Bonus points if they're physically realizable -- have an option to print
out blueprints.

A multiplayer game where people all over the world can push pixels around
a board, trying to create artistic and eye-catching patterns. Competitive
cooperation. License the resulting designs as logos and letterhead for
pretentious Internet startups. Get rich.

Core-War-style program fragments fighting in a memory space of random
data. Set up a web site and let people bet money on the results. See what
evolves.

Chris "Balance of Power" Crawford keeps trying to invent a system for
dynamic characters to interact with each other, and the player, generating
a storyline as they go. So far, he's produced nothing coherent. Figure out
what he's doing wrong; fix it. One seminal game, and people will be
writing knock-offs of *your* idea.

Or, you could write something with big explosions.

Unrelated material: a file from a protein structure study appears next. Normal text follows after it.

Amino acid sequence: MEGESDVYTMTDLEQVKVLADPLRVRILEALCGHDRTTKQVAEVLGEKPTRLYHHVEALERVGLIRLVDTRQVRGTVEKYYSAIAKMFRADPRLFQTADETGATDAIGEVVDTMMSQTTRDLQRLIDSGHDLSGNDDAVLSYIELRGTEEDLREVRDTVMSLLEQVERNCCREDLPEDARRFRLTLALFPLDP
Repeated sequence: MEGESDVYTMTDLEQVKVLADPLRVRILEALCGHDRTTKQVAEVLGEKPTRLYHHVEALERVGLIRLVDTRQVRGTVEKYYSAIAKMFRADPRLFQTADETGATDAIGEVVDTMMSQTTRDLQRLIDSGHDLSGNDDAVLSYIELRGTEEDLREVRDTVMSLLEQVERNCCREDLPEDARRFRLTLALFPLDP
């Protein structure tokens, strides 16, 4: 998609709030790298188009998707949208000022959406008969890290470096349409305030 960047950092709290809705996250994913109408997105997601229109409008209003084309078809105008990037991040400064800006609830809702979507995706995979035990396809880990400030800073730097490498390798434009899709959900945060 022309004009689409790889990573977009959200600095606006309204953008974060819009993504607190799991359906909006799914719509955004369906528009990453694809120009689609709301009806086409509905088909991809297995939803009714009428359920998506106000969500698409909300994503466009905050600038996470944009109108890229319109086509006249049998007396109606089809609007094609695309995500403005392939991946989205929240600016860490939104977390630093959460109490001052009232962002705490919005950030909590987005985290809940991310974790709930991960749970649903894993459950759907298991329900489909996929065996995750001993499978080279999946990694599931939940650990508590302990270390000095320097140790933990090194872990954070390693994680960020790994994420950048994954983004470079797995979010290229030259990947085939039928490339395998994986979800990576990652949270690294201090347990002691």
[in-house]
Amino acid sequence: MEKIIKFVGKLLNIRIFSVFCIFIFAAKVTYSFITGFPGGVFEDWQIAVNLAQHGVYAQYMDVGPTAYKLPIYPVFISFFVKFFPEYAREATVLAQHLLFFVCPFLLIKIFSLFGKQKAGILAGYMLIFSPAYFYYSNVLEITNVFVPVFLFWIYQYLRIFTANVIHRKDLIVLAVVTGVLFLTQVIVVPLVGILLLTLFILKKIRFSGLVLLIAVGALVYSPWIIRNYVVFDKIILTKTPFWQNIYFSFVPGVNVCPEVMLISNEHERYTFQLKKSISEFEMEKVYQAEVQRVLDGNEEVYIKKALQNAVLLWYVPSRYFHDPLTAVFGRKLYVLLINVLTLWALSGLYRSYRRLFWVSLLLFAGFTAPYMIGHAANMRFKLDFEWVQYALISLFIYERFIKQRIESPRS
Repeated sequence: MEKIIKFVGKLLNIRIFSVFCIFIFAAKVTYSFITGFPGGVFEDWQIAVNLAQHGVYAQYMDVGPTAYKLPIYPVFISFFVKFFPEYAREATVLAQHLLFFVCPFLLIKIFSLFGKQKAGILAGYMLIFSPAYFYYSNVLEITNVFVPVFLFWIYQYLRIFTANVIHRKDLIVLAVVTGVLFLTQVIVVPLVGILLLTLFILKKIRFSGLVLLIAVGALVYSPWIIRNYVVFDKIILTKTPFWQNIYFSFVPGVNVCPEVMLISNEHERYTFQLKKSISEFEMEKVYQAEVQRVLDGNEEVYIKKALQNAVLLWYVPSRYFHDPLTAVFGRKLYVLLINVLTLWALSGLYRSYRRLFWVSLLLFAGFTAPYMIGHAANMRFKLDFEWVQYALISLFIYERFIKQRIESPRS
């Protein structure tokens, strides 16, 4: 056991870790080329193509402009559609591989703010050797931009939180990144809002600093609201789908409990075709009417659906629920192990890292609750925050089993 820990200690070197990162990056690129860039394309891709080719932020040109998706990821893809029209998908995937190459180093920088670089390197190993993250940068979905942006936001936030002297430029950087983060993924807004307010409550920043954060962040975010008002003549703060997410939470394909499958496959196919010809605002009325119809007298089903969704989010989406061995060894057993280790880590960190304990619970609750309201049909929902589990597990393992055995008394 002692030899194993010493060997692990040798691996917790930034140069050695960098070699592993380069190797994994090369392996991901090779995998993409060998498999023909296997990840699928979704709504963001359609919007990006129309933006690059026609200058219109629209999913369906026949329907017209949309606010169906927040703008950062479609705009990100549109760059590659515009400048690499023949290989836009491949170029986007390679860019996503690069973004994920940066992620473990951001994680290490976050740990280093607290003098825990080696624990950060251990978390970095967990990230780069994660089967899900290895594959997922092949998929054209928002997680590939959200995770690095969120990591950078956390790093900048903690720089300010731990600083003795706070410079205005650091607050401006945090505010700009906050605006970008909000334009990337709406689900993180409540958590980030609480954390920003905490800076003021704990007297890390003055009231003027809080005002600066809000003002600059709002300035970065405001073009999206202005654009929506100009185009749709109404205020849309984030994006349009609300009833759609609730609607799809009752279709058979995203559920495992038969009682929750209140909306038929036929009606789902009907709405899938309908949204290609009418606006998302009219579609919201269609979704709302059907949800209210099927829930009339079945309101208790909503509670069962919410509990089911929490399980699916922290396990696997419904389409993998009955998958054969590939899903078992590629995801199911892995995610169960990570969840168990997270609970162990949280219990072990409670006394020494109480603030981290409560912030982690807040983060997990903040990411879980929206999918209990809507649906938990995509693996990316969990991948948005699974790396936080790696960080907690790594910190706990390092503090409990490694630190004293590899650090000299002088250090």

Everything has already been done -- once, and in the least interesting
way. Do it again, but get it right. If you combine two ideas you've seen
in *different* places, you're a genius. If you use commas and apostrophes
correctly in the documentation, you're a creative visionary. It's raining
soup, as the good Uncle said; don't sit there using your soup bowl to keep
your hair dry.

Have fun.

--Z

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Guest Anonymous Poster
If your actually serious about making games that have A.I. then u would never posted this thread...idiot...

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Quote:
Original post by Anonymous Poster
If your actually serious about making games that have A.I. then u would never posted this thread...idiot...


Flaming moronic troll. That's total bullshit. You give APs a bad name. STFU N00B.